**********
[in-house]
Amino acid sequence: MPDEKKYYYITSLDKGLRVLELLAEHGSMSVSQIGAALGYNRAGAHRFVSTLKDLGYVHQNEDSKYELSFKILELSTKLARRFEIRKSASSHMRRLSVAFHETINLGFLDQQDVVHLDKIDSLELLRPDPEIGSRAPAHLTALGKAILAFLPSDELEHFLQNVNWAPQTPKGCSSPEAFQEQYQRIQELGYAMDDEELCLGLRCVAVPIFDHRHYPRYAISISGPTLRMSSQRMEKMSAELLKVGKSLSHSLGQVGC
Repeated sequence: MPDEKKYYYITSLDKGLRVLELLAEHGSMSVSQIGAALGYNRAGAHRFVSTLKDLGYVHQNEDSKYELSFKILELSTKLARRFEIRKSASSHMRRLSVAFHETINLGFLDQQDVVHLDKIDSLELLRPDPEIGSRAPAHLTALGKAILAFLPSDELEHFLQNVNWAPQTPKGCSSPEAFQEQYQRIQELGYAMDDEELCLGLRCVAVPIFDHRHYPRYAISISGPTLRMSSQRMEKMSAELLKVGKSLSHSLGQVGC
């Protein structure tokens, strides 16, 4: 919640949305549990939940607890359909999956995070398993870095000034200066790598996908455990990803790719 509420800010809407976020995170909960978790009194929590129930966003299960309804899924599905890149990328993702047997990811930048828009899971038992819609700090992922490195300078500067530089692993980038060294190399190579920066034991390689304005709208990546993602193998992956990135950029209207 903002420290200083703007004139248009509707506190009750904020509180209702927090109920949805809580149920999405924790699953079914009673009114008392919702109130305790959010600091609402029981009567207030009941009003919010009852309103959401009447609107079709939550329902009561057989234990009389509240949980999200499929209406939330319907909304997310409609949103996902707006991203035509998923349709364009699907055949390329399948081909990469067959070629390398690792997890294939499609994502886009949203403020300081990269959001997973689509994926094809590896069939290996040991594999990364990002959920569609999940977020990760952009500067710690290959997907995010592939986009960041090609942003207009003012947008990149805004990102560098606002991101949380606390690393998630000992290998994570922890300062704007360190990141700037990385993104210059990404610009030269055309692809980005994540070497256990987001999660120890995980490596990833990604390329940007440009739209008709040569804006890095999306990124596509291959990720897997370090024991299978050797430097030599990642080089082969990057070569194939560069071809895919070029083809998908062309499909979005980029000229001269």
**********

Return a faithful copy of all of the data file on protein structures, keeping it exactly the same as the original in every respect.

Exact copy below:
[in-house]
Amino acid sequence: MPDEKKYYYITSLDKGLRVLELLAEHGSMSVSQIGAALGYNRAGAHRFVSTLKDLGYVHQNEDSKYELSFKILELSTKLARRFEIRKSASSHMRRLSVAFHETINLGFLDQQDVVHLDKIDSLELLRPDPEIGSRAPAHLTALGKAILAFLPSDELEHFLQNVNWAPQTPKGCSSPEAFQEQYQRIQELGYAMDDEELCLGLRCVAVPIFDHRHYPRYAISISGPTLRMSSQRMEKMSAELLKVGKSLSHSLGQVGC
Repeated sequence: MPDEKKYYYITSLDKGLRVLELLAEHGSMSVSQIGAALGYNRAGAHRFVSTLKDLGYVHQNEDSKYELSFKILELSTKLARRFEIRKSASSHMRRLSVAFHETINLGFLDQQDVVHLDKIDSLELLRPDPEIGSRAPAHLTALGKAILAFLPSDELEHFLQNVNWAPQTPKGCSSPEAFQEQYQRIQELGYAMDDEELCLGLRCVAVPIFDHRHYPRYAISISGPTLRMSSQRMEKMSAELLKVGKSLSHSLGQVGC
């Protein structure tokens, strides 16, 4: 919640949305549990939940607890359909999956995070398993870095000034200066790598996908455990990803790719 509420800010809407976020995170909960978790009194929590129930966003299960309804899924599905890149990328993702047997990811930048828009899971038992819609700090992922490195300078500067530089692993980038060294190399190579920066034991390689304005709208990546993602193998992956990135950029209207 903002420290200083703007004139248009509707506190009750904020509180209702927090109920949805809580149920999405924790699953079914009673009114008392919702109130305790959010600091609402029981009567207030009941009003919010009852309103959401009447609107079709939550329902009561057989234990009389509240949980999200499929209406939330319907909304997310409609949103996902707006991203035509998923349709364009699907055949390329399948081909990469067959070629390398690792997890294939499609994502886009949203403020300081990269959001997973689509994926094809590896069939290996040991594999990364990002959920569609999940977020990760952009500067710690290959997907995010592939986009960041090609942003207009003012947008990149805004990102560098606002991101949380606390690393998630000992290998994570922890300062704007360190990141700037990385993104210059990404610009030269055309692809980005994540070497256990987001999660120890995980490596990833990604390329940007440009739209008709040569804006890095999306990124596509291959990720897997370090024991299978050797430097030599990642080089082969990057070569194939560069071809895919070029083809998908062309499909979005980029000229001269």